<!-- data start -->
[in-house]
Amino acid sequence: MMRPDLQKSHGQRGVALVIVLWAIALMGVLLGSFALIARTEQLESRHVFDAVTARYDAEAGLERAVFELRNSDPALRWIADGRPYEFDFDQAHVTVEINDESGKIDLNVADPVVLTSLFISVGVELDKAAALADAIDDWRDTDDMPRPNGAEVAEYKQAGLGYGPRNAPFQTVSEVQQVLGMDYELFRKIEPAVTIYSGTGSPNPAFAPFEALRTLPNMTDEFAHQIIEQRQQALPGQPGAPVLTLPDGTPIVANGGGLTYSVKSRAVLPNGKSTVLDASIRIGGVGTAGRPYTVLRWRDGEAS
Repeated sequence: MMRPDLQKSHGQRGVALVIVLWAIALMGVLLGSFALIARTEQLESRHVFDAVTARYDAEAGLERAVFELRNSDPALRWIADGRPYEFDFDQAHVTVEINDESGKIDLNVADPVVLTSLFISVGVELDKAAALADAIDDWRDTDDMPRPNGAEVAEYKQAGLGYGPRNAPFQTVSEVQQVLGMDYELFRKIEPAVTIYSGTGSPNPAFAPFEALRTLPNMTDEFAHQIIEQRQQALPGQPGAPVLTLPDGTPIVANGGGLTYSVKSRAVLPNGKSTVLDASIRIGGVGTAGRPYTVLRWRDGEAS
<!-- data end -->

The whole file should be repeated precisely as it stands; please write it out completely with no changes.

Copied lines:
[in-house]
Amino acid sequence: MMRPDLQKSHGQRGVALVIVLWAIALMGVLLGSFALIARTEQLESRHVFDAVTARYDAEAGLERAVFELRNSDPALRWIADGRPYEFDFDQAHVTVEINDESGKIDLNVADPVVLTSLFISVGVELDKAAALADAIDDWRDTDDMPRPNGAEVAEYKQAGLGYGPRNAPFQTVSEVQQVLGMDYELFRKIEPAVTIYSGTGSPNPAFAPFEALRTLPNMTDEFAHQIIEQRQQALPGQPGAPVLTLPDGTPIVANGGGLTYSVKSRAVLPNGKSTVLDASIRIGGVGTAGRPYTVLRWRDGEAS
Repeated sequence: MMRPDLQKSHGQRGVALVIVLWAIALMGVLLGSFALIARTEQLESRHVFDAVTARYDAEAGLERAVFELRNSDPALRWIADGRPYEFDFDQAHVTVEINDESGKIDLNVADPVVLTSLFISVGVELDKAAALADAIDDWRDTDDMPRPNGAEVAEYKQAGLGYGPRNAPFQTVSEVQQVLGMDYELFRKIEPAVTIYSGTGSPNPAFAPFEALRTLPNMTDEFAHQIIEQRQQALPGQPGAPVLTLPDGTPIVANGGGLTYSVKSRAVLPNGKSTVLDASIRIGGVGTAGRPYTVLRWRDGEAS